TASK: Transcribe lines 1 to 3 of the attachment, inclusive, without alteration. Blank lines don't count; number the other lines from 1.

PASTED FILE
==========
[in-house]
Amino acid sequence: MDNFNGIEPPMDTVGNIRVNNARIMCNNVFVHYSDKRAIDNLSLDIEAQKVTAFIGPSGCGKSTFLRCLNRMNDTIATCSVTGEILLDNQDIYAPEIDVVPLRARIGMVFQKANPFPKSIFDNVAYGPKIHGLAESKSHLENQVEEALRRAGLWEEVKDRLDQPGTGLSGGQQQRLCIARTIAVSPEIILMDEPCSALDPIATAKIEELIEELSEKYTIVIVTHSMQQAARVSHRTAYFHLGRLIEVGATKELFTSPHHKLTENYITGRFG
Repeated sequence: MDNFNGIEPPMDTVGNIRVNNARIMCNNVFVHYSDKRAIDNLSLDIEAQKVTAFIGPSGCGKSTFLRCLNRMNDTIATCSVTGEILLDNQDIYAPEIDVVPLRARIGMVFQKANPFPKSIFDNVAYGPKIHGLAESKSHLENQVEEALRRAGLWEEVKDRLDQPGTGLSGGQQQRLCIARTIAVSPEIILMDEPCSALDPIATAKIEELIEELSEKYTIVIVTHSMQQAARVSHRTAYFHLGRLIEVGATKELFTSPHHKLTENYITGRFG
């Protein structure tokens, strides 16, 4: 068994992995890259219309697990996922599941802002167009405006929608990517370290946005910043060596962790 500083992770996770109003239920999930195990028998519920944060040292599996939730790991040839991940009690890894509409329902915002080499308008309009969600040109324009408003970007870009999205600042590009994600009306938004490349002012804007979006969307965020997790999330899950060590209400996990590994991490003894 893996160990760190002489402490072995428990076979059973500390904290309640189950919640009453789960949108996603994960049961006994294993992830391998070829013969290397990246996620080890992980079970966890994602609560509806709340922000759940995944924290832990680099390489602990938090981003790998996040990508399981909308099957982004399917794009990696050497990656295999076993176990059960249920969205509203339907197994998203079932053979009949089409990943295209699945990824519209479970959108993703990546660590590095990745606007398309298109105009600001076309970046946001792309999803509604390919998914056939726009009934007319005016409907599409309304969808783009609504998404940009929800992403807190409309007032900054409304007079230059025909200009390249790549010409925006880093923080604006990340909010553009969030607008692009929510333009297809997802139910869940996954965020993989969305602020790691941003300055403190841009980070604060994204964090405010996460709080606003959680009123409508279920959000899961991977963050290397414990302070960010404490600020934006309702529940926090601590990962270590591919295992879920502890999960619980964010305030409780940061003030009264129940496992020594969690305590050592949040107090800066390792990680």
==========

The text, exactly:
[in-house]
Amino acid sequence: MDNFNGIEPPMDTVGNIRVNNARIMCNNVFVHYSDKRAIDNLSLDIEAQKVTAFIGPSGCGKSTFLRCLNRMNDTIATCSVTGEILLDNQDIYAPEIDVVPLRARIGMVFQKANPFPKSIFDNVAYGPKIHGLAESKSHLENQVEEALRRAGLWEEVKDRLDQPGTGLSGGQQQRLCIARTIAVSPEIILMDEPCSALDPIATAKIEELIEELSEKYTIVIVTHSMQQAARVSHRTAYFHLGRLIEVGATKELFTSPHHKLTENYITGRFG
Repeated sequence: MDNFNGIEPPMDTVGNIRVNNARIMCNNVFVHYSDKRAIDNLSLDIEAQKVTAFIGPSGCGKSTFLRCLNRMNDTIATCSVTGEILLDNQDIYAPEIDVVPLRARIGMVFQKANPFPKSIFDNVAYGPKIHGLAESKSHLENQVEEALRRAGLWEEVKDRLDQPGTGLSGGQQQRLCIARTIAVSPEIILMDEPCSALDPIATAKIEELIEELSEKYTIVIVTHSMQQAARVSHRTAYFHLGRLIEVGATKELFTSPHHKLTENYITGRFG